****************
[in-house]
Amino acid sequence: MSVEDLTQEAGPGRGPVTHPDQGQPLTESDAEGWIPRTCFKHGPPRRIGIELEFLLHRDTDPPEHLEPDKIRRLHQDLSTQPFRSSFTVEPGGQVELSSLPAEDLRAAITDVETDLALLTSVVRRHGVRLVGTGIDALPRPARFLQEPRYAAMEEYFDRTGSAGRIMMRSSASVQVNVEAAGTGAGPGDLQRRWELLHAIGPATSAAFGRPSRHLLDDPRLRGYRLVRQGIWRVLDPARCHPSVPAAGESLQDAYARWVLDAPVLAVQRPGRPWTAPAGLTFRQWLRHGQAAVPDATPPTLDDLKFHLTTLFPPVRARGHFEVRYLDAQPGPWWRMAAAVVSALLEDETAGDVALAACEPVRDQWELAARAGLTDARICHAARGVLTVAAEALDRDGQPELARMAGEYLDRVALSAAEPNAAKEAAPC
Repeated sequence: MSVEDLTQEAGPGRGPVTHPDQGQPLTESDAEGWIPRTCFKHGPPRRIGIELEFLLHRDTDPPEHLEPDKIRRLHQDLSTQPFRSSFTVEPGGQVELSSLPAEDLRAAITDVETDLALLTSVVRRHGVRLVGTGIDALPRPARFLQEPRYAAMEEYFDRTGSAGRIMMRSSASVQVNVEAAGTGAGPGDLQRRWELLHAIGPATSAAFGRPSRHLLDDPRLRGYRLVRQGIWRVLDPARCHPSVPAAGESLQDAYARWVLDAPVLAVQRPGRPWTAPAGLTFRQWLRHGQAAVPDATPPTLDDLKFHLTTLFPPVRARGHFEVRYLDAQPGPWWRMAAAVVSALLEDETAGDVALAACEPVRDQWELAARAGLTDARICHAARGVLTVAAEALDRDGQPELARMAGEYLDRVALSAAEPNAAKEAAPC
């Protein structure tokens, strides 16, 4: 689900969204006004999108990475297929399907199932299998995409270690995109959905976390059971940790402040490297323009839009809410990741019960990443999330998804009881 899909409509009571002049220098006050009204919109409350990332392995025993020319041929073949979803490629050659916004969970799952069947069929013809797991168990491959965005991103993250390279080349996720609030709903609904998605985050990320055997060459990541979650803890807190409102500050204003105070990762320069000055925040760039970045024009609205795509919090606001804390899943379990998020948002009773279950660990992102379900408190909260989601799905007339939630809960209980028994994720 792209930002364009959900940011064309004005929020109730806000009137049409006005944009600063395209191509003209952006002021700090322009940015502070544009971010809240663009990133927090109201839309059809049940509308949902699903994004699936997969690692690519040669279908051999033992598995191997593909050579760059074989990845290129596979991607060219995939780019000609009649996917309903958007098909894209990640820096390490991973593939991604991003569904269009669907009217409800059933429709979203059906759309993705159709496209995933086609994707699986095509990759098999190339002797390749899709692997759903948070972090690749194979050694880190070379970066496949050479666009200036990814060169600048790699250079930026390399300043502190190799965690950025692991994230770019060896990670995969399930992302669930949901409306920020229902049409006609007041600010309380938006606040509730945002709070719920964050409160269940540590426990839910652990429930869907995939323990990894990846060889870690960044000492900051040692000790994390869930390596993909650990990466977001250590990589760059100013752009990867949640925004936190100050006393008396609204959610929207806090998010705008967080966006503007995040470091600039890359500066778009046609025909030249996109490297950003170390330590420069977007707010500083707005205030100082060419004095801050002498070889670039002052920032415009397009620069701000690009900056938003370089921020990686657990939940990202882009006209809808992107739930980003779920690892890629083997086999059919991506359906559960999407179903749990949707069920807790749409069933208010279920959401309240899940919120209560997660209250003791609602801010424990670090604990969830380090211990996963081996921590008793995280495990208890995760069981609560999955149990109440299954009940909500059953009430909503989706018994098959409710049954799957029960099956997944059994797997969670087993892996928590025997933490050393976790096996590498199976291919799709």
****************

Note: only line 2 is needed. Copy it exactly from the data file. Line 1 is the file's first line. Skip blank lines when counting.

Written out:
Amino acid sequence: MSVEDLTQEAGPGRGPVTHPDQGQPLTESDAEGWIPRTCFKHGPPRRIGIELEFLLHRDTDPPEHLEPDKIRRLHQDLSTQPFRSSFTVEPGGQVELSSLPAEDLRAAITDVETDLALLTSVVRRHGVRLVGTGIDALPRPARFLQEPRYAAMEEYFDRTGSAGRIMMRSSASVQVNVEAAGTGAGPGDLQRRWELLHAIGPATSAAFGRPSRHLLDDPRLRGYRLVRQGIWRVLDPARCHPSVPAAGESLQDAYARWVLDAPVLAVQRPGRPWTAPAGLTFRQWLRHGQAAVPDATPPTLDDLKFHLTTLFPPVRARGHFEVRYLDAQPGPWWRMAAAVVSALLEDETAGDVALAACEPVRDQWELAARAGLTDARICHAARGVLTVAAEALDRDGQPELARMAGEYLDRVALSAAEPNAAKEAAPC